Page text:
Created by: Richard Garfield, Peter Bergting, Bob Carasca, Phil Foglio, Daniel Gelon, Jennifer Lathrop, Paul Sottosanti, Franz Vohwinkel, Peter Whitley
Published by: 999 Games, AMIGO Spiel + Freizeit GmbH, Avalon Hill (Hasbro)
Alternate Names: RoboRally
Imagine that you're a supercomputer. Now imagine that you're bored. So you dream up a little contest for you and a couple of your supercomputing buddies. Your task is to move one of the stupid little robots out on the factory floor through a series of checkpoints scattered throughout the factory.
The wrinkle, however, is that the factory floor is filled with all kinds of inconvenient (if not down-right deadly) obstacles located in various locations: conveyor belts, crushers, flame-throwers, pushers, teleporters, oil slicks, pits, et cetera. But the real fun comes when the robots cross each other's path, and suddenly your perfect route is something less than that...
In RoboRally players each control a different robot in a race through a dangerous factory floor. Several goals will be placed on the board and you must navigate your robot to them in a specific order.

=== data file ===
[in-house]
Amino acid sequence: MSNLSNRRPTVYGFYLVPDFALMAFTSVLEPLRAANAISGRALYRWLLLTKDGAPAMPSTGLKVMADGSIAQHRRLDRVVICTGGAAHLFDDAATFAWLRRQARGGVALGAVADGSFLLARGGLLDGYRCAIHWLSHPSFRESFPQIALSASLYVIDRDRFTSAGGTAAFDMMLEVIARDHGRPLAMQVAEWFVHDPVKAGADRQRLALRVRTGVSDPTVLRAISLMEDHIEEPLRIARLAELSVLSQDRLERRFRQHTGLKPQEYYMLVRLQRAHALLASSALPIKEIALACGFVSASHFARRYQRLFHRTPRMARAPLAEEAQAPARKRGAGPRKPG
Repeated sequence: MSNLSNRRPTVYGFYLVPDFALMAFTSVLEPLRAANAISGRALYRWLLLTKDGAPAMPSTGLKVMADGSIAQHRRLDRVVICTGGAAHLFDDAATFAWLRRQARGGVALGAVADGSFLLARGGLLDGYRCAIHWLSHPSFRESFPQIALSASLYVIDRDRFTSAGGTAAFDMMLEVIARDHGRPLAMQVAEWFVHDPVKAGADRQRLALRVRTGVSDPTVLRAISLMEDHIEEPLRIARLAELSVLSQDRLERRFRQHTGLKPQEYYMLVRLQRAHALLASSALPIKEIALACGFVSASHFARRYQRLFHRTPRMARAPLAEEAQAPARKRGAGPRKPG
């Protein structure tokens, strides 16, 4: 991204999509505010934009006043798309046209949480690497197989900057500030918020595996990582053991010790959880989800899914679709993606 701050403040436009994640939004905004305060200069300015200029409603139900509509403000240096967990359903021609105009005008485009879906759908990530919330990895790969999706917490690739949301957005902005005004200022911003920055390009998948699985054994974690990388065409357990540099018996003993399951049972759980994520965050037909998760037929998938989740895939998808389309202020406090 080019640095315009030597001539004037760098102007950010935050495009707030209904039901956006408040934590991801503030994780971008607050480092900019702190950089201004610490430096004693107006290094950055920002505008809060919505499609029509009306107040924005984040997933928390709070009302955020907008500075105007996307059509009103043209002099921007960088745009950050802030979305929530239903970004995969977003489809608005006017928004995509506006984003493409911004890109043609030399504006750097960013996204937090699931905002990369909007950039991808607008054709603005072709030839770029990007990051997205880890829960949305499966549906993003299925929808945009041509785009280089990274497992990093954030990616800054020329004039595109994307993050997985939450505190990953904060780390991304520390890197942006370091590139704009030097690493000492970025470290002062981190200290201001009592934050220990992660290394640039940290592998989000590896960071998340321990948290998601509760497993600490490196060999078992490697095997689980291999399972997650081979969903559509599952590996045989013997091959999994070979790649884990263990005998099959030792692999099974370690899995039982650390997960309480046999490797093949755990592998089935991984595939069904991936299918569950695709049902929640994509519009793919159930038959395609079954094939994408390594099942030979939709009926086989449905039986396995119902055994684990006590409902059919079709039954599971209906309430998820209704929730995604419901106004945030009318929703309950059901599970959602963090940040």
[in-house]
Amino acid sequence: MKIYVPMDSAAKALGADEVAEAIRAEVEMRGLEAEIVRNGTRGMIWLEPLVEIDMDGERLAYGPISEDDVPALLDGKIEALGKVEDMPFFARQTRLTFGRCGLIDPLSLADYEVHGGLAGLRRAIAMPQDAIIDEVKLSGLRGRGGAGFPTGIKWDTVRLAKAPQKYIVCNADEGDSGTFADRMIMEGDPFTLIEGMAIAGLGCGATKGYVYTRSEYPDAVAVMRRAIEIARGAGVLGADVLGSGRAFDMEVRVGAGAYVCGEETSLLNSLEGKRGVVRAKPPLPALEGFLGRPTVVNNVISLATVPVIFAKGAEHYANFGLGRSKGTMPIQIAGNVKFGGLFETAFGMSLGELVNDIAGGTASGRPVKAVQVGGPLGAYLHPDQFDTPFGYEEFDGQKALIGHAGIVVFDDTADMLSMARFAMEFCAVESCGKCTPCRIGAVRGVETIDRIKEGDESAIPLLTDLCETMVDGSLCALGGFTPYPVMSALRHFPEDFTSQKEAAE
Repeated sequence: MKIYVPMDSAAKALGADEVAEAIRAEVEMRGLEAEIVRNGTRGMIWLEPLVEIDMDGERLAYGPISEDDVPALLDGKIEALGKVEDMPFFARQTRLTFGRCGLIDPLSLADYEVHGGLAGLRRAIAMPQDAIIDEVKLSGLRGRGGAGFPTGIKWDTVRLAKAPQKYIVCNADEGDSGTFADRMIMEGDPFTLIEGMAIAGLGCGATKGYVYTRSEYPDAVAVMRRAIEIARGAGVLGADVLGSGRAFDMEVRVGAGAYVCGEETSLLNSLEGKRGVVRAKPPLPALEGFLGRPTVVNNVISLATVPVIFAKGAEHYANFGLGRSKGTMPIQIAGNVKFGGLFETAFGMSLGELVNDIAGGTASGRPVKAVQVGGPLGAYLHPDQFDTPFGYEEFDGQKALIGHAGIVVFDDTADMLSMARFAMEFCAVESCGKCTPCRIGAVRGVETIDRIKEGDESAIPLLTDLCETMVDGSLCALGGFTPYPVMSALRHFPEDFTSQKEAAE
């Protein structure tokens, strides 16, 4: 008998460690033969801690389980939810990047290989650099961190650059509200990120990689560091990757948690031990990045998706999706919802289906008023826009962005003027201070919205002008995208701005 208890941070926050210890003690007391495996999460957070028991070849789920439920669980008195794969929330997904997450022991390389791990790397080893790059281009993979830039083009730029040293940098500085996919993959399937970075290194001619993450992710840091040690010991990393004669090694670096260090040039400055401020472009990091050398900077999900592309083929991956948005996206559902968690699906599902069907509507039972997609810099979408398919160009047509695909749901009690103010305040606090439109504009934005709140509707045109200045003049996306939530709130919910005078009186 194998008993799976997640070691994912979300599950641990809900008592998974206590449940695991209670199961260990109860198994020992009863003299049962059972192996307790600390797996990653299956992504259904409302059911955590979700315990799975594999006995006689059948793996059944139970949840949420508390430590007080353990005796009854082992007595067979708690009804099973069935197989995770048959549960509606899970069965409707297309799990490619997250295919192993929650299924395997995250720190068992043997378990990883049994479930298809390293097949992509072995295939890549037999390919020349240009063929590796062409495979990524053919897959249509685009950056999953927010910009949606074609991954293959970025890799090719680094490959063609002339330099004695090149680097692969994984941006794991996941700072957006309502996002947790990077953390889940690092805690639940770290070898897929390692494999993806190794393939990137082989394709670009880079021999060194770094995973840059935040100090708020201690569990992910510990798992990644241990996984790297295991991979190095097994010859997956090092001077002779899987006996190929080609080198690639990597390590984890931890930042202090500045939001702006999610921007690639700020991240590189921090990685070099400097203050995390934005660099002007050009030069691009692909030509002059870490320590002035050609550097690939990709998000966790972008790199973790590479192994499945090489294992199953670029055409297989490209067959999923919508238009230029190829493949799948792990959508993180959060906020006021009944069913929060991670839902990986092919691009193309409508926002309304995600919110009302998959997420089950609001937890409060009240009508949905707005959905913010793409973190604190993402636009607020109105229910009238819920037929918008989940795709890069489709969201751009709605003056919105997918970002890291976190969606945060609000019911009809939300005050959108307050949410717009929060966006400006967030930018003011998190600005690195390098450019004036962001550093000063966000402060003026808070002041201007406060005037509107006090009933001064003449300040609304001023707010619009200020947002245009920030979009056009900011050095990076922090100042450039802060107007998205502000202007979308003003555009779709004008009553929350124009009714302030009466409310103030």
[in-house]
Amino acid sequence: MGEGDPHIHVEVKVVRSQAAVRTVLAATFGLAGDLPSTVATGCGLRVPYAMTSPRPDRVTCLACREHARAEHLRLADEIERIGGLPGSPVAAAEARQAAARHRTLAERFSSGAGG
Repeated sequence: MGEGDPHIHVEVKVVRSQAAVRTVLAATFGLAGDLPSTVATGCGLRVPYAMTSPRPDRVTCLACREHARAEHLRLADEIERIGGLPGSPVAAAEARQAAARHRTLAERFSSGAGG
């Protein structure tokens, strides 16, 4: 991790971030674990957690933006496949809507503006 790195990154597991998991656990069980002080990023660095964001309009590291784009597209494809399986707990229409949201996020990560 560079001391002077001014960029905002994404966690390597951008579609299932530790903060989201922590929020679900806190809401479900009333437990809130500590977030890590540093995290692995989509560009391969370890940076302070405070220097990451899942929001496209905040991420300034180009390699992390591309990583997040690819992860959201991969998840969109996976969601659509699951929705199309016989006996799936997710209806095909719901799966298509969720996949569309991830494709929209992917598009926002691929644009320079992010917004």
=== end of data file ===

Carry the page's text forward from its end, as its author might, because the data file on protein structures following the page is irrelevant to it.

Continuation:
The boards can be combined in several different ways to accommodate different player counts and races can be as long or as short as player's desire.
In general, players will first fill all of their robot's "registers" with facedown movement cards. This happens simultaneously and there is a time element involved. If you don't act fast enough you are forced to place cards randomly to fill the rest. Then, starting with the first register, everyone reveals their card.
The card with the highest number moves first. After everyone resolves their movement they reveal the next card and so on. Examples of movement cards may be to turn 90 degrees left or right, move forward 2 spaces, or move backward 1 space though there are a bigger variety than that.
You can plan a perfect route, but if another robot runs into you it can push you off course. This can be disastrous since you can't reprogram any cards to fix it!
Robots fire lasers and factory elements resolve after each movement and robots may become damaged. If they take enough damage certain movement cards become fixed and can no longer be changed.
If they take more they may be destroyed entirely. The first robot to claim all the goals in the correct order wins, though some may award points and play tournament style.
RoboRally: Armed and Dangerous
RoboRally: Crash and Burn
RoboRally: Grand Prix
RoboRally: King of the Hill
Årets Spill Best Strategy Game Nominee 2005
Origins Awards Best Graphic Presentation of a Boardgame Winner 1994
Origins Awards Best Fantasy or Science Fiction Boardgame Winner 1994